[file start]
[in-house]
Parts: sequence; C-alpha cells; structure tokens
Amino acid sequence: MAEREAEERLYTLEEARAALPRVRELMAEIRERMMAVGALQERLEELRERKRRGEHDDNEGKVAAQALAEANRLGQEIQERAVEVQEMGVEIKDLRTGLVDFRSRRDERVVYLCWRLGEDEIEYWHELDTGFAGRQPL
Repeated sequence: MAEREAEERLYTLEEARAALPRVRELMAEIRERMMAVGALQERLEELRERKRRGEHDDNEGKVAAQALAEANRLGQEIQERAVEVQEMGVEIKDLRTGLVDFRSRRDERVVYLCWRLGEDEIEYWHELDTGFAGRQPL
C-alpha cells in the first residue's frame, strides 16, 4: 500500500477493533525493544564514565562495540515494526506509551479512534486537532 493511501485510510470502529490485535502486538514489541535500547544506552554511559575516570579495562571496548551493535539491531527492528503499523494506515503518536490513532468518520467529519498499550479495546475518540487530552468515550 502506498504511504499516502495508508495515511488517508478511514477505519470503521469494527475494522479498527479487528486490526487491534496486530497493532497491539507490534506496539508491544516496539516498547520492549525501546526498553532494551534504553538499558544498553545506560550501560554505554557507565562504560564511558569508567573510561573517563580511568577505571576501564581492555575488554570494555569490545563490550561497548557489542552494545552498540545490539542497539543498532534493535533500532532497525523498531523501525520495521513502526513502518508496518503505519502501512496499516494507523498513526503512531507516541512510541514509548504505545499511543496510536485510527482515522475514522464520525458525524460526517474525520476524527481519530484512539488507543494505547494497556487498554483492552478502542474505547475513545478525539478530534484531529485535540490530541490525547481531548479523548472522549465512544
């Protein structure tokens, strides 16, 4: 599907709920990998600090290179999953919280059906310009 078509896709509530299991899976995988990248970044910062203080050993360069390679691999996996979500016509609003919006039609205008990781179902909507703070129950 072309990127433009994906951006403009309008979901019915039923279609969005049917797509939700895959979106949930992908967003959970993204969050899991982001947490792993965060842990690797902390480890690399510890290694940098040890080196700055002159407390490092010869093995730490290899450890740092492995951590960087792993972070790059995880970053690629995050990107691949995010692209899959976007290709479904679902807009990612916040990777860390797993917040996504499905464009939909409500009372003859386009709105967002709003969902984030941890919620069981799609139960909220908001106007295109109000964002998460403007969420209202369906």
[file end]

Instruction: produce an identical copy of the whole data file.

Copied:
[in-house]
Parts: sequence; C-alpha cells; structure tokens
Amino acid sequence: MAEREAEERLYTLEEARAALPRVRELMAEIRERMMAVGALQERLEELRERKRRGEHDDNEGKVAAQALAEANRLGQEIQERAVEVQEMGVEIKDLRTGLVDFRSRRDERVVYLCWRLGEDEIEYWHELDTGFAGRQPL
Repeated sequence: MAEREAEERLYTLEEARAALPRVRELMAEIRERMMAVGALQERLEELRERKRRGEHDDNEGKVAAQALAEANRLGQEIQERAVEVQEMGVEIKDLRTGLVDFRSRRDERVVYLCWRLGEDEIEYWHELDTGFAGRQPL
C-alpha cells in the first residue's frame, strides 16, 4: 500500500477493533525493544564514565562495540515494526506509551479512534486537532 493511501485510510470502529490485535502486538514489541535500547544506552554511559575516570579495562571496548551493535539491531527492528503499523494506515503518536490513532468518520467529519498499550479495546475518540487530552468515550 502506498504511504499516502495508508495515511488517508478511514477505519470503521469494527475494522479498527479487528486490526487491534496486530497493532497491539507490534506496539508491544516496539516498547520492549525501546526498553532494551534504553538499558544498553545506560550501560554505554557507565562504560564511558569508567573510561573517563580511568577505571576501564581492555575488554570494555569490545563490550561497548557489542552494545552498540545490539542497539543498532534493535533500532532497525523498531523501525520495521513502526513502518508496518503505519502501512496499516494507523498513526503512531507516541512510541514509548504505545499511543496510536485510527482515522475514522464520525458525524460526517474525520476524527481519530484512539488507543494505547494497556487498554483492552478502542474505547475513545478525539478530534484531529485535540490530541490525547481531548479523548472522549465512544
């Protein structure tokens, strides 16, 4: 599907709920990998600090290179999953919280059906310009 078509896709509530299991899976995988990248970044910062203080050993360069390679691999996996979500016509609003919006039609205008990781179902909507703070129950 072309990127433009994906951006403009309008979901019915039923279609969005049917797509939700895959979106949930992908967003959970993204969050899991982001947490792993965060842990690797902390480890690399510890290694940098040890080196700055002159407390490092010869093995730490290899450890740092492995951590960087792993972070790059995880970053690629995050990107691949995010692209899959976007290709479904679902807009990612916040990777860390797993917040996504499905464009939909409500009372003859386009709105967002709003969902984030941890919620069981799609139960909220908001106007295109109000964002998460403007969420209202369906």